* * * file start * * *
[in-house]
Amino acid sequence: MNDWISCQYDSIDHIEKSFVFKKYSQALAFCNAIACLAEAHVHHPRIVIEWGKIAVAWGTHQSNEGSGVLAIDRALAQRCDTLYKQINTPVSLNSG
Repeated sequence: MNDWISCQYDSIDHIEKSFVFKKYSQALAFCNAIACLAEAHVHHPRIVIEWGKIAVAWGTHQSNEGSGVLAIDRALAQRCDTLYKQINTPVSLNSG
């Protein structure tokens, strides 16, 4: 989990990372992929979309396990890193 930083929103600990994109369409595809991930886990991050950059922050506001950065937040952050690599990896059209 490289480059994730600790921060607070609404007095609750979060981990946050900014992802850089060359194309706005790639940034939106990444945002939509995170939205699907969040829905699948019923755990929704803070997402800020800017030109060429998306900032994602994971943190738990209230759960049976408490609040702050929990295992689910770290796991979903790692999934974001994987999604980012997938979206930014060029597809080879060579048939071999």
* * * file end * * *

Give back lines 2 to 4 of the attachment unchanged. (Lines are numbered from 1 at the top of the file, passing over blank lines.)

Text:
Amino acid sequence: MNDWISCQYDSIDHIEKSFVFKKYSQALAFCNAIACLAEAHVHHPRIVIEWGKIAVAWGTHQSNEGSGVLAIDRALAQRCDTLYKQINTPVSLNSG
Repeated sequence: MNDWISCQYDSIDHIEKSFVFKKYSQALAFCNAIACLAEAHVHHPRIVIEWGKIAVAWGTHQSNEGSGVLAIDRALAQRCDTLYKQINTPVSLNSG
């Protein structure tokens, strides 16, 4: 989990990372992929979309396990890193 930083929103600990994109369409595809991930886990991050950059922050506001950065937040952050690599990896059209 490289480059994730600790921060607070609404007095609750979060981990946050900014992802850089060359194309706005790639940034939106990444945002939509995170939205699907969040829905699948019923755990929704803070997402800020800017030109060429998306900032994602994971943190738990209230759960049976408490609040702050929990295992689910770290796991979903790692999934974001994987999604980012997938979206930014060029597809080879060579048939071999």